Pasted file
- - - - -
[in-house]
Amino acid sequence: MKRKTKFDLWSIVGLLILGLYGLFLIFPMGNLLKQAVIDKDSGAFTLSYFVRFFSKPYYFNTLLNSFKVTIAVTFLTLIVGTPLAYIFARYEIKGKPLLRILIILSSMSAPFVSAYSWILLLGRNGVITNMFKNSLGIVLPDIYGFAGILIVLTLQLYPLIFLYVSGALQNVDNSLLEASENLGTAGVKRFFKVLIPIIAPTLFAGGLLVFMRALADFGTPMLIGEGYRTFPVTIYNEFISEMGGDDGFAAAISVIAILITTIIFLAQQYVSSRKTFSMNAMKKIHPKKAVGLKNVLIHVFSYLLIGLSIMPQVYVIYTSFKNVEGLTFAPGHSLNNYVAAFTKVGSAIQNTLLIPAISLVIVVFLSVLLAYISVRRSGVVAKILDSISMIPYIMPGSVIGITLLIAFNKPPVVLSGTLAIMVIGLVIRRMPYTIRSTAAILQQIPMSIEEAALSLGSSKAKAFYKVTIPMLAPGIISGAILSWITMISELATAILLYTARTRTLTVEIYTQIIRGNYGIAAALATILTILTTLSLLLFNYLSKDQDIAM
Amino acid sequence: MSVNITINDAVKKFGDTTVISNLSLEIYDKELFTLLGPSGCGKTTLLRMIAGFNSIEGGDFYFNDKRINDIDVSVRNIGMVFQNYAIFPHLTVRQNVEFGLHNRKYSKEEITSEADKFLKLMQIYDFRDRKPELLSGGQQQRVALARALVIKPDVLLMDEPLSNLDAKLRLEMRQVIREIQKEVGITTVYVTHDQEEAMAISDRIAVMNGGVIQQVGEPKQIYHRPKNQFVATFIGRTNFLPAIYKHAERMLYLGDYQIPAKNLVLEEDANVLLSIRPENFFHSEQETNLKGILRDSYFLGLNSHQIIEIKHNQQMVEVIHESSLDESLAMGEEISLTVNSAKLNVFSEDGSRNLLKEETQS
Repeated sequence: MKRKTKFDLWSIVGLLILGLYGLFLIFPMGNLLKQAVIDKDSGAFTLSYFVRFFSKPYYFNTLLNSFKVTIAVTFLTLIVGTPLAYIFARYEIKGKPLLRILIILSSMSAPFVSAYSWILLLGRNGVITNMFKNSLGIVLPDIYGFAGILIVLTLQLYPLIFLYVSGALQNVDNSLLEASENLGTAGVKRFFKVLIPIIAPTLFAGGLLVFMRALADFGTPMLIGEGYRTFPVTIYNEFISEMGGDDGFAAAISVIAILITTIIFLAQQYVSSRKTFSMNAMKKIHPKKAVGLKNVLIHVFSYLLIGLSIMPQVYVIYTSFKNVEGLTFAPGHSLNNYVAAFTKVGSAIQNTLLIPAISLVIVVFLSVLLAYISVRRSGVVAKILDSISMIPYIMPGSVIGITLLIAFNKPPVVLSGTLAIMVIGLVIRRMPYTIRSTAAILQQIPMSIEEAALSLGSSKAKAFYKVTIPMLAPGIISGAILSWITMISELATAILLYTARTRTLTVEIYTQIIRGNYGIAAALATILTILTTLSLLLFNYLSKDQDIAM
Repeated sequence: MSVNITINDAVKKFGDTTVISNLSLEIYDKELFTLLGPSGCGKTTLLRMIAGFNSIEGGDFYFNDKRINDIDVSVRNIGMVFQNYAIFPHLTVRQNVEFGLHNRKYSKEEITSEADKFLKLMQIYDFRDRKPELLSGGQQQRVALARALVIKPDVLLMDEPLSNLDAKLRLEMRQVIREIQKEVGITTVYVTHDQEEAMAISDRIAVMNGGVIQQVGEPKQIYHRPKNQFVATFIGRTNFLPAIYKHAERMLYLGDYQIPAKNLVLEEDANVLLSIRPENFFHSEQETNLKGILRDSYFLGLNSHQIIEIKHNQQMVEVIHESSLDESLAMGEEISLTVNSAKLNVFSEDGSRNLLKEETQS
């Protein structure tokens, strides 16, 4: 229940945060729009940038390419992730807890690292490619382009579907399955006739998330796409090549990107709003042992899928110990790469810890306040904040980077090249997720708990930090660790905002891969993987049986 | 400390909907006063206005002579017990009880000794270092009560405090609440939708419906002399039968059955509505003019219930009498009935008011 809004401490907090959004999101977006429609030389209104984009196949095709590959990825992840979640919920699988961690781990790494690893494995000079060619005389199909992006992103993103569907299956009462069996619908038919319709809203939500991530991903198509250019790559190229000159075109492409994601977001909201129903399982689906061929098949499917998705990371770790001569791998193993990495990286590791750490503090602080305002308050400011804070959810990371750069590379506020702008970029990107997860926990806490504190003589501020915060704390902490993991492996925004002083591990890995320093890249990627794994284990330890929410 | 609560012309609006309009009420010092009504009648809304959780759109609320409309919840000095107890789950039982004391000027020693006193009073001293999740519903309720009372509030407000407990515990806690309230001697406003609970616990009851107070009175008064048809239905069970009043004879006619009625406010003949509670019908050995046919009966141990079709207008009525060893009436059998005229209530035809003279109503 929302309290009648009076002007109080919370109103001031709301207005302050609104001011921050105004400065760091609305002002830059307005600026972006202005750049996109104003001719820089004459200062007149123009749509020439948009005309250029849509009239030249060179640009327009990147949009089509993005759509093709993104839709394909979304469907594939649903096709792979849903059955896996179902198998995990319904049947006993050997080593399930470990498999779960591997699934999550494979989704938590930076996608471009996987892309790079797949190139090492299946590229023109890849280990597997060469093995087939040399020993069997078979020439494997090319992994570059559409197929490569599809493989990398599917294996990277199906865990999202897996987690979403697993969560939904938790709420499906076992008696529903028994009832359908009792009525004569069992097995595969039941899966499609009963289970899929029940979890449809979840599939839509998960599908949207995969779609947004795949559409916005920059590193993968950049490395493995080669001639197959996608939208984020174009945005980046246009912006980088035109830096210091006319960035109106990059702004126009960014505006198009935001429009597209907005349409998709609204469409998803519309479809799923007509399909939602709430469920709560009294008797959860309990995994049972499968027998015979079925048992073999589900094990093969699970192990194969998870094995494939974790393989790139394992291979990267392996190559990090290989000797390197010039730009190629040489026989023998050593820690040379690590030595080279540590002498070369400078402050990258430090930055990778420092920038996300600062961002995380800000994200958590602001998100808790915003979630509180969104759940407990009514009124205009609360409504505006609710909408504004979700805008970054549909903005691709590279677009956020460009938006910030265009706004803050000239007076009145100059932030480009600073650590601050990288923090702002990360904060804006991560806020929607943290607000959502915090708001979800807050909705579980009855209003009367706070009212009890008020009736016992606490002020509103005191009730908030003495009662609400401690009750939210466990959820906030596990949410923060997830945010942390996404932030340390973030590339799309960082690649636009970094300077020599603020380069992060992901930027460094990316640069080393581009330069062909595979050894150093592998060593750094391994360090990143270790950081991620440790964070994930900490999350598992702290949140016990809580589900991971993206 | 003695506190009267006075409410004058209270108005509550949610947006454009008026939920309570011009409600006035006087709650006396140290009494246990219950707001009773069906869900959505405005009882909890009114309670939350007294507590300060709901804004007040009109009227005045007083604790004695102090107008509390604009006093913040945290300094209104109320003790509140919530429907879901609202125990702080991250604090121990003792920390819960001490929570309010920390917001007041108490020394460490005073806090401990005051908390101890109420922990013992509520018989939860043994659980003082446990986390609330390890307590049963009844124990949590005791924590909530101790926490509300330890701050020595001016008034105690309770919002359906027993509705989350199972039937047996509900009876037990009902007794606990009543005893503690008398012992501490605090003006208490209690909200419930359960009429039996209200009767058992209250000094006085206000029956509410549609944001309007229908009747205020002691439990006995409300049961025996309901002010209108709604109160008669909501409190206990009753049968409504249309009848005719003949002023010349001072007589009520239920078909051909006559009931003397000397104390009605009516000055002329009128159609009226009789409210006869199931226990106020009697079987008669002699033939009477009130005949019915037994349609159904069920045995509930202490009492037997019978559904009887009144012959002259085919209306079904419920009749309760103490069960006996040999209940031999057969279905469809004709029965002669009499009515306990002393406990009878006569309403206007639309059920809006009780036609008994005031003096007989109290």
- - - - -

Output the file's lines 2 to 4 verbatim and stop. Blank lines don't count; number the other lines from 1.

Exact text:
Amino acid sequence: MKRKTKFDLWSIVGLLILGLYGLFLIFPMGNLLKQAVIDKDSGAFTLSYFVRFFSKPYYFNTLLNSFKVTIAVTFLTLIVGTPLAYIFARYEIKGKPLLRILIILSSMSAPFVSAYSWILLLGRNGVITNMFKNSLGIVLPDIYGFAGILIVLTLQLYPLIFLYVSGALQNVDNSLLEASENLGTAGVKRFFKVLIPIIAPTLFAGGLLVFMRALADFGTPMLIGEGYRTFPVTIYNEFISEMGGDDGFAAAISVIAILITTIIFLAQQYVSSRKTFSMNAMKKIHPKKAVGLKNVLIHVFSYLLIGLSIMPQVYVIYTSFKNVEGLTFAPGHSLNNYVAAFTKVGSAIQNTLLIPAISLVIVVFLSVLLAYISVRRSGVVAKILDSISMIPYIMPGSVIGITLLIAFNKPPVVLSGTLAIMVIGLVIRRMPYTIRSTAAILQQIPMSIEEAALSLGSSKAKAFYKVTIPMLAPGIISGAILSWITMISELATAILLYTARTRTLTVEIYTQIIRGNYGIAAALATILTILTTLSLLLFNYLSKDQDIAM
Amino acid sequence: MSVNITINDAVKKFGDTTVISNLSLEIYDKELFTLLGPSGCGKTTLLRMIAGFNSIEGGDFYFNDKRINDIDVSVRNIGMVFQNYAIFPHLTVRQNVEFGLHNRKYSKEEITSEADKFLKLMQIYDFRDRKPELLSGGQQQRVALARALVIKPDVLLMDEPLSNLDAKLRLEMRQVIREIQKEVGITTVYVTHDQEEAMAISDRIAVMNGGVIQQVGEPKQIYHRPKNQFVATFIGRTNFLPAIYKHAERMLYLGDYQIPAKNLVLEEDANVLLSIRPENFFHSEQETNLKGILRDSYFLGLNSHQIIEIKHNQQMVEVIHESSLDESLAMGEEISLTVNSAKLNVFSEDGSRNLLKEETQS
Repeated sequence: MKRKTKFDLWSIVGLLILGLYGLFLIFPMGNLLKQAVIDKDSGAFTLSYFVRFFSKPYYFNTLLNSFKVTIAVTFLTLIVGTPLAYIFARYEIKGKPLLRILIILSSMSAPFVSAYSWILLLGRNGVITNMFKNSLGIVLPDIYGFAGILIVLTLQLYPLIFLYVSGALQNVDNSLLEASENLGTAGVKRFFKVLIPIIAPTLFAGGLLVFMRALADFGTPMLIGEGYRTFPVTIYNEFISEMGGDDGFAAAISVIAILITTIIFLAQQYVSSRKTFSMNAMKKIHPKKAVGLKNVLIHVFSYLLIGLSIMPQVYVIYTSFKNVEGLTFAPGHSLNNYVAAFTKVGSAIQNTLLIPAISLVIVVFLSVLLAYISVRRSGVVAKILDSISMIPYIMPGSVIGITLLIAFNKPPVVLSGTLAIMVIGLVIRRMPYTIRSTAAILQQIPMSIEEAALSLGSSKAKAFYKVTIPMLAPGIISGAILSWITMISELATAILLYTARTRTLTVEIYTQIIRGNYGIAAALATILTILTTLSLLLFNYLSKDQDIAM